Authorship, publication, reception (2): 1660-1750

Research output: Chapter in Book/Report/Conference proceedingChapter

Abstract

This chapter examines the period between the mid-1680s and 1740, long considered to be the time ‘the rise of the novel’ occurred. Scholars have difficulty separating fiction from factual narrative during this era, as the authors and readers of the time thought of fiction not as the ʼnovel’ but rather as a congeries of disparate and overlapping types: ‘history’, ‘letters’, ‘tale’, ‘romance’, ‘secret history’, ‘memoirs’, ‘true relation’, and the like. Only in the 1740s could one find a publishing environment more familiar to modern observers. Moreover, a recurrent theme of this era is price, to which book historians are usually sensitive, but which literary critics have not tended to consider important. Price is a crucial factor in relation to the length of the book, the author’s remuneration, the publisher’s profit, and the audience that can be reached.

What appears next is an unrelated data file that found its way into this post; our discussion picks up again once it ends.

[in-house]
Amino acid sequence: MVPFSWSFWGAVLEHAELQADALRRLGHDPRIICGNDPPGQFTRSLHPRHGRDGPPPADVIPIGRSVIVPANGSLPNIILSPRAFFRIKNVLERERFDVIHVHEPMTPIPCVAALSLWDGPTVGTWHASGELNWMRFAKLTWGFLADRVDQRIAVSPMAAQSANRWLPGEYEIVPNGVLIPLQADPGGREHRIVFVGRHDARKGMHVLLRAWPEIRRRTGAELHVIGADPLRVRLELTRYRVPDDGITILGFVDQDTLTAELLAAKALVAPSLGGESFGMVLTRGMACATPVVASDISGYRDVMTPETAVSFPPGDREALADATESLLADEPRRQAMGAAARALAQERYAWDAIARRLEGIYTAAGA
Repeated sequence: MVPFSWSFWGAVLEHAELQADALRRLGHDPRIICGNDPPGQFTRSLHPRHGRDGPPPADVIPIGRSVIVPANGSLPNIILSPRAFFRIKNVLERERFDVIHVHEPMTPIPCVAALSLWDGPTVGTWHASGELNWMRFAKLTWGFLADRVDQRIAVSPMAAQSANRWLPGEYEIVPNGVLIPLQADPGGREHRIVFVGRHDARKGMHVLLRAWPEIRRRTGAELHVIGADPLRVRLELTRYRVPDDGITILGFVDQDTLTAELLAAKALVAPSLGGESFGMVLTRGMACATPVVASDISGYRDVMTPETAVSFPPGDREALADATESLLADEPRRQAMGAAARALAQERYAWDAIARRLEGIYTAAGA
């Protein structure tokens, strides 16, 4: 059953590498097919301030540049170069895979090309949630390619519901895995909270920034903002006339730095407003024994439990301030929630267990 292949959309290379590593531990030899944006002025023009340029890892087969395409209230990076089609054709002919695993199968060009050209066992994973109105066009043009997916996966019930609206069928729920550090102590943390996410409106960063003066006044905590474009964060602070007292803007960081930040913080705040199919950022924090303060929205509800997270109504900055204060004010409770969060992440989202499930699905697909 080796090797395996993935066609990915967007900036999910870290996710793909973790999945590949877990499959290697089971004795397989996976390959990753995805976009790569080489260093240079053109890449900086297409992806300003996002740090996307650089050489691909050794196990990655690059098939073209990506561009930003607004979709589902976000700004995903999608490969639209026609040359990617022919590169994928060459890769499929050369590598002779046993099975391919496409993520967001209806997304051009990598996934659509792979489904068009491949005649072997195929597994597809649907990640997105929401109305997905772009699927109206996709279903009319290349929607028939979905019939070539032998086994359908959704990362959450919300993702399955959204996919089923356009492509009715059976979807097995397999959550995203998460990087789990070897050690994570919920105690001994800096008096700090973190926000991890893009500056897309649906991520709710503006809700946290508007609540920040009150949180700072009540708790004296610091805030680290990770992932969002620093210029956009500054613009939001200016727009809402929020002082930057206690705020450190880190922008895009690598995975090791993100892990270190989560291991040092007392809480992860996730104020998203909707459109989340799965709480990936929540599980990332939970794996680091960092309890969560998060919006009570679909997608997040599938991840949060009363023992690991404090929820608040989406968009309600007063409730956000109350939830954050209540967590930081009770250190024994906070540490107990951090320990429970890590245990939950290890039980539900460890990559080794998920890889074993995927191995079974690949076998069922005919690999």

Original languageEnglish (US)
Title of host publicationThe Oxford History of the Novel in English
Subtitle of host publicationVolume 1: Prose Fiction in English from the Origins of Print to 1750
PublisherOxford University Press
Pages26-45
Number of pages20
ISBN (Electronic)9780199580033
DOIs
StatePublished - Jan 1 2018

All Science Journal Classification (ASJC) codes

  • Arts and Humanities(all)

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  • Cite this

    Hume, R. D. (2018). Authorship, publication, reception (2): 1660-1750. In The Oxford History of the Novel in English: Volume 1: Prose Fiction in English from the Origins of Print to 1750 (pp. 26-45). Oxford University Press. https://doi.org/10.1093/oso/9780199580033.003.0002